Sandy the Superstorm feels like it was a long time ago given the short life cycle of headline news, but it’s going to take a while to get everything back to normal on the east coast. Two weeks after the storm, there are still people without electricity, heat, and even homes. I just read a great blog post by Mary Mooney of the Oregonian. She details why you shouldn’t knit for Sandy’s victims, at least not directly, if you’re not local to the scene. As knitters we want to help, but the best way to help is with dollars, not items that have to be shipped and managed.
In this spirit, I’d like to offer up Ruffle Kerfuffle. All proceeds from online sales of my Kerfuffle Cowl and Ruffle Kerfuffle Scarves and Cowl patterns from now until December 15, 2012 will be donated to the Red Cross. I’ll pay the Ravelry and paypal fees myself; 100% of the purchase price will go towards disaster relief.
What is a kerfuffle, anyway? According to the dictionary, it’s commotion, disorder, agitation. I think that’s a good description of what happened. I hope things get back to normal there soon.
The cowl pattern is just for the cowl; the Scarves and Cowl pattern includes the cowl and the steeked scarves.
Click here for information on how to purchase the pattern. Knit one for you and one for a friend! Two 100 gram balls of yarn will make two cowls in opposing colorways. And thanks for helping out.
Great idea. The people here in NJ need money more than anything. They are asking for cleaning supplies and building materials at the donation centers. Thanks for thinking of us!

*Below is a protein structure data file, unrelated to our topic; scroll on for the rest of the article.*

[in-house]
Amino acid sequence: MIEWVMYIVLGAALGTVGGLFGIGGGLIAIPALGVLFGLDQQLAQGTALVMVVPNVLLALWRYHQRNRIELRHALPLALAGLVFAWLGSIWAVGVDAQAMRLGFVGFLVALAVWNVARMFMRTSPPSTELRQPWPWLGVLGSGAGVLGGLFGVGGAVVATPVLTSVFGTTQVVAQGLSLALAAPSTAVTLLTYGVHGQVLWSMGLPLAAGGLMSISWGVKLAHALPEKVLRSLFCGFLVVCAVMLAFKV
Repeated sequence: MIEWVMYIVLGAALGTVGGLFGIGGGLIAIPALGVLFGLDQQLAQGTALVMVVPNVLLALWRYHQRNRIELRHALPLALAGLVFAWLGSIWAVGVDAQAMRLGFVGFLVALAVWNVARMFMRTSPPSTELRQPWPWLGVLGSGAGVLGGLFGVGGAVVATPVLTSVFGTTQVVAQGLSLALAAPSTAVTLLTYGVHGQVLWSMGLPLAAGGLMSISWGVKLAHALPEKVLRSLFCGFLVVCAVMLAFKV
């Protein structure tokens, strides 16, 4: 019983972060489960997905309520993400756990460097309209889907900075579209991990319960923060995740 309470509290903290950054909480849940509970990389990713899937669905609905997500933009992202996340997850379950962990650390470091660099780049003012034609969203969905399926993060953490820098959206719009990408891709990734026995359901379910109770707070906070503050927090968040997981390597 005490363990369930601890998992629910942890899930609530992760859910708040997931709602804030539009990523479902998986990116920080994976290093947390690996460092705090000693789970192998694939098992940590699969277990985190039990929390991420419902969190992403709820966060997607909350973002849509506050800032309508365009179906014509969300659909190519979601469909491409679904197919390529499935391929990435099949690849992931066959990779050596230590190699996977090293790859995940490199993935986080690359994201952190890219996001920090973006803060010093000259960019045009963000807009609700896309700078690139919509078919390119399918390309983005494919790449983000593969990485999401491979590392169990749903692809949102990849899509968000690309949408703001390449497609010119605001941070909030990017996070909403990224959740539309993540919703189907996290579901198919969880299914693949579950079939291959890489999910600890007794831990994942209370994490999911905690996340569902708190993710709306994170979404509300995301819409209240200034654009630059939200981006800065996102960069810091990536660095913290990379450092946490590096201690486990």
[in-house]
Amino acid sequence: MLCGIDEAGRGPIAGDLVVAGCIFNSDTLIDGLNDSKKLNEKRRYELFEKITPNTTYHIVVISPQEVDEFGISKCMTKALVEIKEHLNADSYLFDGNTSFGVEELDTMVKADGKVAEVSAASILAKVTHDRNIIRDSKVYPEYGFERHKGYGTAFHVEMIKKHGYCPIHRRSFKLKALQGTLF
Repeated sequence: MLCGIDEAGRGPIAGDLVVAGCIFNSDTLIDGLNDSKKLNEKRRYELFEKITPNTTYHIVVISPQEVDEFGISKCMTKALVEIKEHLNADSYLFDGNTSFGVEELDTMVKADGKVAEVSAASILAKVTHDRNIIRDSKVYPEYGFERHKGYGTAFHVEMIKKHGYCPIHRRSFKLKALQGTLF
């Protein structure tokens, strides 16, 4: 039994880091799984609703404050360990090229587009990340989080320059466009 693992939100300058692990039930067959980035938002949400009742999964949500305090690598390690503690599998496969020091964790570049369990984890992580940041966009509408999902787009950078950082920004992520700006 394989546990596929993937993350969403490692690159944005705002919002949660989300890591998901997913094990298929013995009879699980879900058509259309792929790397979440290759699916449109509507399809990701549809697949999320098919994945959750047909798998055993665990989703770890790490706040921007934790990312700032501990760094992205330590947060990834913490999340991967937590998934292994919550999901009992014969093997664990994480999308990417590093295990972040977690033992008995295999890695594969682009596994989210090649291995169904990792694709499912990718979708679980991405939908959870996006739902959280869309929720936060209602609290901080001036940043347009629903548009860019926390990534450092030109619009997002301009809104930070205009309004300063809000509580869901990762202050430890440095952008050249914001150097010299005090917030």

I really hope a lot gets done before it gets really cold. I know there are people still in the dark!
Susan adds: I think almost everyone here in NJ has power.( NY is another story. )They are opening the closed Fort Monmouth to house 600 families and FEMA is sending houses. The shore towns are starting to let people in to see their houses and start the insurance claims. We were powerless for 13 days but no damage here. Just trees down on the poles. We had a generator hooked up to the furnace and gas cooking & hot water so it was annoying but not terrible. There areso many donations going to the affected areas in NJ that they are starting to turn it away. @GovChristie on twitter is our governor and he has a fund set up that he says will go 100% to the affected areas if you want to donate. As people are starting to rebuild they are asking for building supplies. Even the houses at the shore that are standing have water damage. It is so sad. My families shore house is standing and we found a pic of it on Facebook. Looks fine but we can’t get there yet to see how much water got in. We think just a little because it was neither on the bay or the ocean. But a lot of the houses on the ocean are just gone. And some houses are in the bay. But we people from NJ are a hardy bunch and the amount of things already done is amazing.
I live in Eatontown NJ and have friends here in several coastal towns who still have no power. I also know numerous people personally who have lost EVERYTHING. There homes are inhabitable, some destroyed. I live a block away from a “tent city” at the Monmouth Park Race Track, and one gets a sad feeling driving by… a glimmer of hope, in the face of the aftermath, is that they may be opening the (recently closed) Fort Monmouth to house those who were displaced. Thank you for what you are doing. It counts! (ps, found you via my sister, Larissa’s, pinterest)
*Their homes 😉
Thank you. It’s shocking when nature reminds us of how small we really are in the grand scheme of things. It’s going to take some time to recover.
Larissa has the most gorgeous pins!